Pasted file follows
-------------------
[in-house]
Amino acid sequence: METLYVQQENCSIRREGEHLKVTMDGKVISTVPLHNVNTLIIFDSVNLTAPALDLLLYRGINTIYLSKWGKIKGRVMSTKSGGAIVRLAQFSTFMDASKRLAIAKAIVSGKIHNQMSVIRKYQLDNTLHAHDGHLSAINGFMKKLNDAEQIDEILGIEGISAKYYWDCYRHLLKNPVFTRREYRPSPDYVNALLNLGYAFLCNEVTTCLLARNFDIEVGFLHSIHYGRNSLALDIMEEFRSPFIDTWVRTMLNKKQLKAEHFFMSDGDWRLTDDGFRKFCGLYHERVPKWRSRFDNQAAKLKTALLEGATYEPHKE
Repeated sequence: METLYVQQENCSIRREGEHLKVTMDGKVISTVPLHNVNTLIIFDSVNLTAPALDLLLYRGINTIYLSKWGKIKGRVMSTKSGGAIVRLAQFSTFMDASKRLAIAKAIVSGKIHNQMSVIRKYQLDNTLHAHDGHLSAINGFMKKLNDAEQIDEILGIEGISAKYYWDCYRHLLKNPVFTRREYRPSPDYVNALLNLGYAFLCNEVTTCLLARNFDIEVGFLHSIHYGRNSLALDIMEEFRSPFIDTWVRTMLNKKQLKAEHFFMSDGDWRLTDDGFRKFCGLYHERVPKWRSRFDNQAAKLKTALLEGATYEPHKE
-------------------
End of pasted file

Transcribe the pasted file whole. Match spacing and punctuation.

[in-house]
Amino acid sequence: METLYVQQENCSIRREGEHLKVTMDGKVISTVPLHNVNTLIIFDSVNLTAPALDLLLYRGINTIYLSKWGKIKGRVMSTKSGGAIVRLAQFSTFMDASKRLAIAKAIVSGKIHNQMSVIRKYQLDNTLHAHDGHLSAINGFMKKLNDAEQIDEILGIEGISAKYYWDCYRHLLKNPVFTRREYRPSPDYVNALLNLGYAFLCNEVTTCLLARNFDIEVGFLHSIHYGRNSLALDIMEEFRSPFIDTWVRTMLNKKQLKAEHFFMSDGDWRLTDDGFRKFCGLYHERVPKWRSRFDNQAAKLKTALLEGATYEPHKE
Repeated sequence: METLYVQQENCSIRREGEHLKVTMDGKVISTVPLHNVNTLIIFDSVNLTAPALDLLLYRGINTIYLSKWGKIKGRVMSTKSGGAIVRLAQFSTFMDASKRLAIAKAIVSGKIHNQMSVIRKYQLDNTLHAHDGHLSAINGFMKKLNDAEQIDEILGIEGISAKYYWDCYRHLLKNPVFTRREYRPSPDYVNALLNLGYAFLCNEVTTCLLARNFDIEVGFLHSIHYGRNSLALDIMEEFRSPFIDTWVRTMLNKKQLKAEHFFMSDGDWRLTDDGFRKFCGLYHERVPKWRSRFDNQAAKLKTALLEGATYEPHKE